Studio Visit with Jeremy Fish in Anticipation of Ghosts of the Barbary CoastJuxtapoz // Wednesday, 26 Nov 2008
Mr. Jeremy Fish (Juxtapoz cover #71) calls San Francisco home, so it makes sense that this 'City by the Bay' should serve as the inspiration for his newest (and arguably most exciting to date) exhibit, Ghosts of the Barbary Coast, opening next Thursday, December 4, at Fifty24SF Gallery.
Juxtapoz caught up with Fish at his studio in San Francisco's North Beach, a neighborhood steeped in both diverse history and energy. After an almost 5-hour visit and talk about the rich SF history that spurred the creation of Fish's newest collection, we came away with not only a new appreciation for the city that both Juxtapoz and the artist call home, but also for Fish's incredible new work.
The paintings, sculpture, and installation work that Fish completed for Ghosts of the Barbary Coast truly takes a bold step away from past work by the artist...and we like it. Complete with sculptures carved in Indonesia and paintings inspired by the harlequin days of old-school San Francisco, it's safe to say that Jeremy Fish has truly stepped it up (another) notch in Ghosts of the Barbary Coast.
See what we're talking about in more from our studio visit with Jeremy Fish below...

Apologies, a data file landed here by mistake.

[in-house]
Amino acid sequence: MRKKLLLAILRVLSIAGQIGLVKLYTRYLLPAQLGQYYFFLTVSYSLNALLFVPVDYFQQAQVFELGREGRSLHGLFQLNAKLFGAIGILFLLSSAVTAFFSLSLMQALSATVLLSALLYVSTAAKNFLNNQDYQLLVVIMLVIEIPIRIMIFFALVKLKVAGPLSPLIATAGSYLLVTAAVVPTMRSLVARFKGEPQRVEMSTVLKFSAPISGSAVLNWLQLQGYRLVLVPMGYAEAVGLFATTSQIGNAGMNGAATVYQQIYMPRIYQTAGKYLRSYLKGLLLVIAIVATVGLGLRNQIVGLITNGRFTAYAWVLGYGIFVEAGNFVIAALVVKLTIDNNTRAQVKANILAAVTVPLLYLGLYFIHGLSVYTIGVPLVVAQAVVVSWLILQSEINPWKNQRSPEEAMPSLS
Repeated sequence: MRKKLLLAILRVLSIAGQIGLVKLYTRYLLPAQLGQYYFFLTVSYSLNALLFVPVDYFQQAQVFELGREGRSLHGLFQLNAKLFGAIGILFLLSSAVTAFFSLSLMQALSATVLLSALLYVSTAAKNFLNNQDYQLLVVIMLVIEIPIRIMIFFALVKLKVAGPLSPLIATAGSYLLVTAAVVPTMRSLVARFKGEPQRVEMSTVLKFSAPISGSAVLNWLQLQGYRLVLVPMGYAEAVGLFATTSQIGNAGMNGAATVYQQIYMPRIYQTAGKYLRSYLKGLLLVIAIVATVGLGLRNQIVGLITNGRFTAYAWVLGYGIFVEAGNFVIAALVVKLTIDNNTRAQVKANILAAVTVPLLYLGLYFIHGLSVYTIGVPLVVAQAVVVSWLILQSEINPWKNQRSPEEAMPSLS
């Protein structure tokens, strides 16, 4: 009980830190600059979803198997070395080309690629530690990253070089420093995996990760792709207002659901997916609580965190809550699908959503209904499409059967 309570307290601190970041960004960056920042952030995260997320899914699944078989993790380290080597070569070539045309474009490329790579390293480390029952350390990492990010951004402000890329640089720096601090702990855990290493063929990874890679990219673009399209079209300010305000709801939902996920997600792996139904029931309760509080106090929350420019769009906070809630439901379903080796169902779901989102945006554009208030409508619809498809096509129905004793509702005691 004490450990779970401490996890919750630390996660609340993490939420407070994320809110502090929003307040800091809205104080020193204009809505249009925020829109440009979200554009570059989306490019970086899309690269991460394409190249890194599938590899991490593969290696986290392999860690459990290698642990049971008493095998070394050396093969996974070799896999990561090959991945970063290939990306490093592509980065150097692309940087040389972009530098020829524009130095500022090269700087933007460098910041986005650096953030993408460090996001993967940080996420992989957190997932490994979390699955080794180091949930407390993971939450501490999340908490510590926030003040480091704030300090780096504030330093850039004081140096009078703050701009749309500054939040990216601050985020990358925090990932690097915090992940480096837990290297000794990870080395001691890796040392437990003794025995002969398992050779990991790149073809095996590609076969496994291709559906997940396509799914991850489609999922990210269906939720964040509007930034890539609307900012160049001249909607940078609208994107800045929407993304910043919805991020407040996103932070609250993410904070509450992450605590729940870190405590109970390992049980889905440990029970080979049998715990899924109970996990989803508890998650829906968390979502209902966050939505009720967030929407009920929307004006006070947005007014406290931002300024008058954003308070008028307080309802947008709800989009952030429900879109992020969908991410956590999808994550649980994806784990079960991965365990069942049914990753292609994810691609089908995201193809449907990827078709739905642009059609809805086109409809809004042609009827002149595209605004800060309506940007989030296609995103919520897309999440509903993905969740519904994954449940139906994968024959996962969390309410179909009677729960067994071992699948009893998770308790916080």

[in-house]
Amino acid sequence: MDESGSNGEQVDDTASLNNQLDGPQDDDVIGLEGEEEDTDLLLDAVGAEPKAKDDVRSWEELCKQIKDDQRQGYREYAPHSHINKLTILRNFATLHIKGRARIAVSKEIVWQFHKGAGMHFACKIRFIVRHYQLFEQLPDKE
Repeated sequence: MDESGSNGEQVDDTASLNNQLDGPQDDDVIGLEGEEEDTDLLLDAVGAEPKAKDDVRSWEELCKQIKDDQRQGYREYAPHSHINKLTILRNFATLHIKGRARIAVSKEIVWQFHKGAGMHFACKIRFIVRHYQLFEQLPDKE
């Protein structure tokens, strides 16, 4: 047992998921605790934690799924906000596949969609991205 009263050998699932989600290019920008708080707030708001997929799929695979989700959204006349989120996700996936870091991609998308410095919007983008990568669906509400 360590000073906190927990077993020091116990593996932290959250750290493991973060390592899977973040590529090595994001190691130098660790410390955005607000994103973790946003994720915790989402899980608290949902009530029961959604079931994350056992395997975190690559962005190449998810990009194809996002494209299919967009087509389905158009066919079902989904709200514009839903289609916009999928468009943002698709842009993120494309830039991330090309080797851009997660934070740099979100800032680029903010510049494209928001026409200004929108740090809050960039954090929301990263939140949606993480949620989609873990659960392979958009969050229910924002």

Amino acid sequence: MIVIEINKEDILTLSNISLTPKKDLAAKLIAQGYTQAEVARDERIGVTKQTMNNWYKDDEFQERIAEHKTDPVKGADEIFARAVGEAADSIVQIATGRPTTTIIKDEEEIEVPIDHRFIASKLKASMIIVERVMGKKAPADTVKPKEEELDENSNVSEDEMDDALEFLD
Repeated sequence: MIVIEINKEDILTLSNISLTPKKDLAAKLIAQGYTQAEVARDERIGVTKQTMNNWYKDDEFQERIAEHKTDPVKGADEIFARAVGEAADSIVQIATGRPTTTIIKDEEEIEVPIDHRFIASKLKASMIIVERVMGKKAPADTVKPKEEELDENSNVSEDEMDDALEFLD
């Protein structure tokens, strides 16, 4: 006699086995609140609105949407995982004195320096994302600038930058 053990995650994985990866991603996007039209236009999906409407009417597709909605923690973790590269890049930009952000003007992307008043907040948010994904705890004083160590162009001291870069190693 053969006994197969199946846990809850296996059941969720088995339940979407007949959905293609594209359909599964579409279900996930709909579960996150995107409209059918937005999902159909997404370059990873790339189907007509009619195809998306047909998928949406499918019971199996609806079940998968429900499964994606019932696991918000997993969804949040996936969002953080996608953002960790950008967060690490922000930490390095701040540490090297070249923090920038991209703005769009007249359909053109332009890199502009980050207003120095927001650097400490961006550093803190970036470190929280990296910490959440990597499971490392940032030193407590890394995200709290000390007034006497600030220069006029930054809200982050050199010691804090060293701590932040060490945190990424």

San Francisco in the Barbary Coast days of the 1850s was a crazy place. The once sleepy town's population exploded almost overnight as it was flooded with all kinds, here to make their fortunes in whatever way they could. Prospectors, prostitutes, sailors, businessmen, criminals, hatchet men, preachers, and entertainers all had their stories to tell and their reasons for being there.
In preparation for his upcoming show, The Ghosts of the Barbary Coast at Fifty24SF Gallery, Mr. Fish has done his homework. Basing his collection of work on true stories from San Francisco's history, he conjures up the spirits of the rowdy, ruthless, insane, and notorious characters that populated the City's seedy past and re-tells their fascinating and often shocking stories to a new audience. Fish also explores parallels between the Gold Rush of '49 with the modern booms and busts of marijuana farming in the 1970s and the dot coms of the 1990s. Highlights of this collection include a series of tightly executed and well-researched paintings along with amazing three-dimensional wood pieces.
Fish plans to bring some real Barbary Coast style to his opening reception with a Gold Rush-style saloon, complete with grizzly bear. What better way to pay tribute to the folks who paved the way and established San Francisco's independent and rebellious reputation?
Words by Jamie O'Keefe.
Photos by Randy Dodson.
Ghosts of the Barbary Coast will be on display at the upper level of FIFTY24SF Gallery from December 4-30, 2008.
Details at www.fifty24sf.com